A joint meeting of the National Disaster Management Committee (NDMC) and various international organizations marking Asean and International Day for Disaster Reduction was help yesterday in Vientiane.
The second Wednesday of October is celebrated annually as Asean Management Day in conjunction with the United Nations International Day for Disaster Reduction with the aim of raising community awareness of the importance of disaster risk and impacts, and preparedness to respond at all levels.
In his remarks to the meeting, NDMC chairman Lieutenant General Duanghay Phichit reminded those present of the year on year increases in natural disasters that are caused by a variety of factors. These include population growth, environmental degradation, climate change and global warming and result in natural disasters across the glove causing loss of human life and property.
The severe earthquake in Haiti and floods in Pakistan in 2010 killed 10,000 people, while there have also been a number of severe natural disasters in 2011 including floods in Australia, the earthquake in Christchurch, New Zealand, and the earthquake and Tsunami in Japan.“ This shows that developed countries are also severely affected by natural disasters,”Lt Gen Duangchay said.Laos was hit by severe flooding in June and August this year as a result of tropical storms Haima and Nock-Ten, which directly impacted on more than 400,000 people in 12 provinces, killing 30,and damaging homes, agriculture, transport links and other infrastructure with losses estimated at more than 1.7 trillion kip.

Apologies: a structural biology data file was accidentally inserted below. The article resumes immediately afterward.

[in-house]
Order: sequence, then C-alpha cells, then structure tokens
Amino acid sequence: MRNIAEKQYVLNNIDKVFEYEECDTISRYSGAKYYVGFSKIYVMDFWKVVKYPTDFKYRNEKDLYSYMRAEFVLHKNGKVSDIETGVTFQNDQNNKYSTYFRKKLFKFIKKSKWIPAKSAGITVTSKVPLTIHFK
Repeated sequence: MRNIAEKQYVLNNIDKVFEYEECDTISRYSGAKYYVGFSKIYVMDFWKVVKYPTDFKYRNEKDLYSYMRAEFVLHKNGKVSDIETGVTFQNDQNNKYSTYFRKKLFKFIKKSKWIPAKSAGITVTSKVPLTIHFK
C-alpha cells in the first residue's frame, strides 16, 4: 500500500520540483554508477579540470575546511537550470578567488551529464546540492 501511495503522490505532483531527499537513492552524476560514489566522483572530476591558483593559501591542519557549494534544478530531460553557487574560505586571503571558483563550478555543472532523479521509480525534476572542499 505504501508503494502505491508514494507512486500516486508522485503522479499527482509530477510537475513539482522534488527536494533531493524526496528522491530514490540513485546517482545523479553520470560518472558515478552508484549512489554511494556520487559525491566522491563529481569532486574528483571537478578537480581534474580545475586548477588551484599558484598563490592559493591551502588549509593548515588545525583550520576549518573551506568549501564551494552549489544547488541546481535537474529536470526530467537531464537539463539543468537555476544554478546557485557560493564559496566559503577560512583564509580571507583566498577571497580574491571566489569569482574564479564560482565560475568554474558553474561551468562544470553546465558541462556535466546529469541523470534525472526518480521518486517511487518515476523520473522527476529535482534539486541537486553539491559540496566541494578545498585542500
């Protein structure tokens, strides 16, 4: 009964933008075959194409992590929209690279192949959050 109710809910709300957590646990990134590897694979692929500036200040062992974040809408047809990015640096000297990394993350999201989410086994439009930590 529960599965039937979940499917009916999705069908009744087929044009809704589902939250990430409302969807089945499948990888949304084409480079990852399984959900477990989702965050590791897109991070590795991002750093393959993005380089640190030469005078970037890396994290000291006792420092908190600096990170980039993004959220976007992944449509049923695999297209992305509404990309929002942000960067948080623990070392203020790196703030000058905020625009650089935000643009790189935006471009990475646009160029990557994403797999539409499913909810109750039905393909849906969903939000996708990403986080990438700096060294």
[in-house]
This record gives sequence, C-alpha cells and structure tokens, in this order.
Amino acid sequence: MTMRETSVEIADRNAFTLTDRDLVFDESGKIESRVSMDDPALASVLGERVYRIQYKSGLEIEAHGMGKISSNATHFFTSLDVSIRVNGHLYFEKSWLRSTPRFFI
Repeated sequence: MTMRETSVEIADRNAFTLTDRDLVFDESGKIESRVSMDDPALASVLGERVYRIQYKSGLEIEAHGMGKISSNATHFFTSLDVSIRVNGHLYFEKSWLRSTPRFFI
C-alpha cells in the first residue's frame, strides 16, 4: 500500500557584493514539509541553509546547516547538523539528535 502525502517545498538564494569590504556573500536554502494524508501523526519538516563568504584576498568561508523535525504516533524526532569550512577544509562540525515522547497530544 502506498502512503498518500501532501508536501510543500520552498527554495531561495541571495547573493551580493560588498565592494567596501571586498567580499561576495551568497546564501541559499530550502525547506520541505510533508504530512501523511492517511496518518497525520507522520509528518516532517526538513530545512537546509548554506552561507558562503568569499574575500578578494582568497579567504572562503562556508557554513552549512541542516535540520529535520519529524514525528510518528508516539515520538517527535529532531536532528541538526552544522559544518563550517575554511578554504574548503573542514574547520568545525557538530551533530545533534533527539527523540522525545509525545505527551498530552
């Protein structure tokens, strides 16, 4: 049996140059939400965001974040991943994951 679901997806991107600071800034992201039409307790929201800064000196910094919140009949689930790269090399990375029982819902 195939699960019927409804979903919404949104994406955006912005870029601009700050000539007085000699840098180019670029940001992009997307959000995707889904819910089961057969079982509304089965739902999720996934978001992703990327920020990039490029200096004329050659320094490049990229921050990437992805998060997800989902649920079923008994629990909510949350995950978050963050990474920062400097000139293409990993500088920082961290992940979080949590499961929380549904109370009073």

Lt Gen Duanchay, who is deputy prime Minister and Minister of national Defense, noted that the government has recognized disaster risk management as an important issue that impacts on national socio-economic development. A national strategy for disaster management has been developed by the NDMC, focusing on creating community awareness of the socio-economic impacts of disasters and the need for impact reduction through relief, recovery, preparedness and response.
This year’s observance of Asean and International Day for disaster Reduction recognizes the vital role of children and young people.
‘Sixty percent of the population of Laos are aged 25 or under. These young people must be included in disaster preparedness plans. Risk reduction education for children including climate change adaption activities are one way to prepare for disaster,” said United nations Children’s Fund Representative and United Nations Resident Representative, Mr Timothy Schaffter.
The global assessment Report on Disaster Risk Reduction shows the losses caused by disasters in Mexico ,excluding losses in agriculture sector and downstream impacts on poverty, which all governments since 1982 have had to deal with as between US$10 billion and US$20 billion.
United Nations International strategy for Disaster Reduction Programme Officer Mr Julio Cesar Serje said few governments give disaster reduction management a high place on the political agenda and few countries are able to quantify their investments in disaster risk reduction- and those that do invest far less than the losses being incurred.
He added that governments will continue to face huge and growing losses if they don’t decide to invest today for a safer tomorrow.
Ministers, deputy ministers, diplomatic crops members, representatives from international organizations, civil servants, soldiers, policemen, and students attended the meeting.